Just food for thought really as I was reminded of that old PH article that I've not managed to find getmecoat

chunder27

1,877 posts

149 months

Sunday 5th May
quotequote all
I remember many years ago playing a sim called Gt Legends.

In it the 911 was certainly a quick car, but as said above, you had to change your style to drive it quickly. If you drive it like everything else you would be slow, a masterpiece by the developers to manage to achieve this in a game.

Use the light front to turn in quicker and later, then use the immense traction to power out far earlier than your rivals.

I used to trail brake a lot, still do, a legacy of my initial gaming being hundreds of hours on Race 07 where you used fwd cars a lot, I am still far quicker in a fwd than a rwd car. The rwd cars in that game I was hopeless in, but always seemed to set the quickest times in hot lap sessions etc. It is just what you are used to.

You couldn't trail brake in a 911 really, and be really quick, you had to get it all done, turn in quick and late then catch the rear with the throttle, when it worked it was magical. But you had to drive this alone all the time to really get it right.

I have never really driven rwd on the road, or in racing, have only used fwd, so maybe that is it. Never been able to afford racing or anything.
only time I tried messing was in a Mk2 MR2 and it nearly spun me round on a wet roundabout, bloody thing was twitchy as hell! So I left it alone after that!

Norfolkandchance

1,501 posts

140 months

Sunday 5th May
quotequote all
Steve Rance said:
He used both the brake and the throttle to rotate the car. I was a racing instructor in the 90’s. Instruction hasn’t changed massively over the years - essentially it’s the Jackie Stewart ‘smooth is everything’ approach. Certainly, if a driver can drive to threashold using this method he or she will be very successful. Mine certainly was in both single seater, sports cars and tin tops. Later I raced 911’s. I learned to be very quick in a 911 you needed to use weight transfer to rotate the car.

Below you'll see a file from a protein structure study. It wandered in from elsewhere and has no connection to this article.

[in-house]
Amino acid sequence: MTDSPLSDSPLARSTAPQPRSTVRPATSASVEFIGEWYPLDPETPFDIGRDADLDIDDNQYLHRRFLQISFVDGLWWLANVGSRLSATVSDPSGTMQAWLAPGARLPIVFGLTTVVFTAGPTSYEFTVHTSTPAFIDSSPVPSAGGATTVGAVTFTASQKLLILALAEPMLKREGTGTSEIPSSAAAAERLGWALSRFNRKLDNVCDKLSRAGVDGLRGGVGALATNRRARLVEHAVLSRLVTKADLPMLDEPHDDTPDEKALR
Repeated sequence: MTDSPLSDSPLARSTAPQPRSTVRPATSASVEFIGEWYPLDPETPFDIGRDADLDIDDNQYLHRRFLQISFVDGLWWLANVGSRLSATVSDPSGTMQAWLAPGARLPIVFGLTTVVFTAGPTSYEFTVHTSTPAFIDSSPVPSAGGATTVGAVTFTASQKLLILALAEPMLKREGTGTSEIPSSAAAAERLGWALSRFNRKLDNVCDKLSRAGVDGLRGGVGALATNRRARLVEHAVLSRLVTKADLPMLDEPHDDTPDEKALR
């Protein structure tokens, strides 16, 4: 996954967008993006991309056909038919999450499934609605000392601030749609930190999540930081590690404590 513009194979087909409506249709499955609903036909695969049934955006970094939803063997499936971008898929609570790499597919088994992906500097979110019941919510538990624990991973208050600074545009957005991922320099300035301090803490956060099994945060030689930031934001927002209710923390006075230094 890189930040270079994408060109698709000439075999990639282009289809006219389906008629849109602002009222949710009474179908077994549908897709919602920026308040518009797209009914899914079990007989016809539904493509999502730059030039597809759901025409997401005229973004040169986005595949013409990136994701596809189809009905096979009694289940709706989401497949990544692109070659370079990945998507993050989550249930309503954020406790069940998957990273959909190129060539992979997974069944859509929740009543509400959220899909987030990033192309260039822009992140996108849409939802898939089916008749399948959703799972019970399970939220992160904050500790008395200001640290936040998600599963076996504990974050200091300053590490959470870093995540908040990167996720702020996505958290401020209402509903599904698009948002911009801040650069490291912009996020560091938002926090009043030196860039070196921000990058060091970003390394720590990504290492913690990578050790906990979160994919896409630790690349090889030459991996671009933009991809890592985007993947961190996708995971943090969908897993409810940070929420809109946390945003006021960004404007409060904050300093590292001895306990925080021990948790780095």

I remember LJK Setright saying something similar about the smooth-above-all-else approach. He pointed out that having ridden in a car on circuit with Fangio (how amazing would that have been?) he had seen the great man deliberately unsettle the car with very abrupt and jerky applications of any of the brake, throttle and steering through the corner.

Once I'm as quick as JYS I'll start to work on it.

(You can do it to an extent in very understeery road cars by suddenly applying a brief jerk of extra lock. Sometimes this will loosen the rear.)


motorhole

472 posts

161 months

Sunday 5th May
quotequote all
Steve Rance said:
He used both the brake and the throttle to rotate the car. I was a racing instructor in the 90’s. Instruction hasn’t changed massively over the years - essentially it’s the Jackie Stewart ‘smooth is everything’ approach. Certainly, if a driver can drive to threashold using this method he or she will be very successful. Mine certainly was in both single seater, sports cars and tin tops. Later I raced 911’s. I learned to be very quick in a 911 you needed to use weight transfer to rotate the car. To do this you need to begin to bend the Jackie Stewart methodology. I found half a second this way by manipulating my braking technique and taking time from other drivers under braking and into apex. The technique took a long time to develop because it was at odds with everything that I’d been taught and had subsequently taught to others. Ayrton Senna used both the brake and the throttle to find time on the way in and AND the way out of a corner. It is absolutely contrary to the Jackie Steward philosophy but extremely effective. It relies on extremely high levels of car control, dynamic and mechanical understanding. It also relies on certain set up and tyre characteristics. If he were driving modern F1 cars, I suspect his technique would have evolved. The tyre wear characteristics would not suit the intentional breaking of lateral grip several times in the corner and the adjustable diff systems already rotate the car pretty much for the driver anyway - which would render Senna’s supreme talent somewhat impotent. I refer to an earlier post explaining that Senna did not use the technique on full tanks. The weight of the car would have taken too much tyre performance away too quickly. The wet conditions at Donnington would have allowed the technique to be used immediately.

Either way, if I were a coaching a young driver now, I’d be doing all that I could to help him understand, develop and master the Senna technique. In my opinion he was a unique talent
Could be analogous to getting a kart around the corner in the wet. Smoothly smoothly just gives you understeer. You have to use the brake aggressively on turn in to rotate the kart then throttle round the corner.